The American Psychological Association reports that 9-16% of postpartum women will experience postpartum depression (PPD).
It is mind blowing to think that you could be anything but proud and excited over a new baby in your life, but PPD is real and can have significant impact on a woman in the weeks or months after giving birth.
Despite having this brand new bundle of joy, a woman’s body isn’t always ready to cooperate.
Hormones are wacky, and despite her best efforts to talk herself into the fact that “should” be happy, the chemicals in her body can make it a losing battle.
I never experienced postpartum depression with either of my children, thankfully. But there are so many women who do and they hide it because they not only feel alone, they feel like there is something wrong and are ashamed that they feel this way.
Postpartum depression goes beyond baby blues. According to the Mayo Clinic, baby blues last from one-two weeks and disappear after that.
Symptoms of baby blues:
- Mood swings
- Decreased concentration
- Trouble sleeping
On the other hand, postpartum depression can last for months.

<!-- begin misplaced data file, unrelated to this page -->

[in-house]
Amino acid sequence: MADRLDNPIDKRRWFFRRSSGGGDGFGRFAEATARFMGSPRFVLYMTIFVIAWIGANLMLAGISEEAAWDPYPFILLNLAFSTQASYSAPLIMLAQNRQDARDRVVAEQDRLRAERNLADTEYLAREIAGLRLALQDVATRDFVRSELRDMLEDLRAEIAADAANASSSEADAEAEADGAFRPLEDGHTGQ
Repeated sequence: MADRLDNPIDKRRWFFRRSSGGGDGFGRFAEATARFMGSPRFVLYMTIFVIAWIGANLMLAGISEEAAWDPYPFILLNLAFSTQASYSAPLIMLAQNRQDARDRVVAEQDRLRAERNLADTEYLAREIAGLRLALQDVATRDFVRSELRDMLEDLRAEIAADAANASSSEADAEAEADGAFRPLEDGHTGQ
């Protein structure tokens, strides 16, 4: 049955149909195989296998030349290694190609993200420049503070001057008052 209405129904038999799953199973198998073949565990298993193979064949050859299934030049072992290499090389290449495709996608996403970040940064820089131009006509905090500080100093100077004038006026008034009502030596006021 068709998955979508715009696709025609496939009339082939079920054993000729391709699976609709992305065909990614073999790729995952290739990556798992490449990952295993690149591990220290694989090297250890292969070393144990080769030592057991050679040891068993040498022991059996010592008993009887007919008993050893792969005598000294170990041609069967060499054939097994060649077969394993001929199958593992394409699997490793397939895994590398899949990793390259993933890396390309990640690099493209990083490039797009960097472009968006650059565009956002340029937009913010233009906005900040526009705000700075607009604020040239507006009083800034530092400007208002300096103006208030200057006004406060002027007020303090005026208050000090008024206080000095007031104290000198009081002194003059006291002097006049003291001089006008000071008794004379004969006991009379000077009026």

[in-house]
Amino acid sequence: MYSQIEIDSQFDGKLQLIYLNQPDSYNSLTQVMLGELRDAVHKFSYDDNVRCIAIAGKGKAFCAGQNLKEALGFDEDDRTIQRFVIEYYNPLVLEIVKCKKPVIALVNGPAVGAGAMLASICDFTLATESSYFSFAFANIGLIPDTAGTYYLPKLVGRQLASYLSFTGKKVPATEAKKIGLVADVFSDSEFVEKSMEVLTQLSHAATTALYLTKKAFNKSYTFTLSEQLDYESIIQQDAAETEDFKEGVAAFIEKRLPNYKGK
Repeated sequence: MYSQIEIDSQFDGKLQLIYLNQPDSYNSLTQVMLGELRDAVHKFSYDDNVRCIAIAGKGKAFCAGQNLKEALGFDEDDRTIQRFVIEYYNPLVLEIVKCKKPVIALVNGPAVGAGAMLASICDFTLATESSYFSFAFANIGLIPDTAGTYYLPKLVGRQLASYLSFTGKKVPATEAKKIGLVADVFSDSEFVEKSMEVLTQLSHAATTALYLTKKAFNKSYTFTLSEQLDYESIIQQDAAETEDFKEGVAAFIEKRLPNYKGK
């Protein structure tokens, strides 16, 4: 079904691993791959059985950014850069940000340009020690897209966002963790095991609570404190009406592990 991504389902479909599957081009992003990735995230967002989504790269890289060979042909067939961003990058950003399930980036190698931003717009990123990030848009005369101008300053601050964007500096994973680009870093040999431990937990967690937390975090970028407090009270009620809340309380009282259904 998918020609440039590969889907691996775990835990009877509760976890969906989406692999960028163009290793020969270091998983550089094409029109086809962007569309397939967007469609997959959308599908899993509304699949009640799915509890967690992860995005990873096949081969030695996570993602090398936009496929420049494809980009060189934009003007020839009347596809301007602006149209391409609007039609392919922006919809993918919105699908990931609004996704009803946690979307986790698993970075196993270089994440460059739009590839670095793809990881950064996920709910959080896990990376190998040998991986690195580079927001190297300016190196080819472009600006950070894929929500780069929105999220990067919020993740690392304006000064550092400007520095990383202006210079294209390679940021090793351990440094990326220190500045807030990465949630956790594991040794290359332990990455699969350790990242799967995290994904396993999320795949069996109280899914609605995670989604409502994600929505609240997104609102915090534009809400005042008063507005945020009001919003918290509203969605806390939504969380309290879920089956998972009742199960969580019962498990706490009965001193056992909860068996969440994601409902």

Symptoms of postpartum depression:
- Loss of appetite
- Intense irritability and anger
- Overwhelming fatigue
- Loss of interest in sex
- Lack of joy in life
- Feelings of shame, guilt or inadequacy
- Severe mood swings
- Difficulty bonding with your baby
- Withdrawal from family and friends
- Thoughts of harming yourself or your baby
The hardest part of dealing with postpartum depression is asking for help. Don’t be afraid to be honest with your family or your doctor. Help is out there and you don’t need to suffer through it alone, especially because you could be risking your child’s life. Treatments range from counseling and hormone therapy to counseling and mental health treatment.
Did you have the “baby blues?”
What about postpartum depression? Were you or someone you know one of the 9-16%?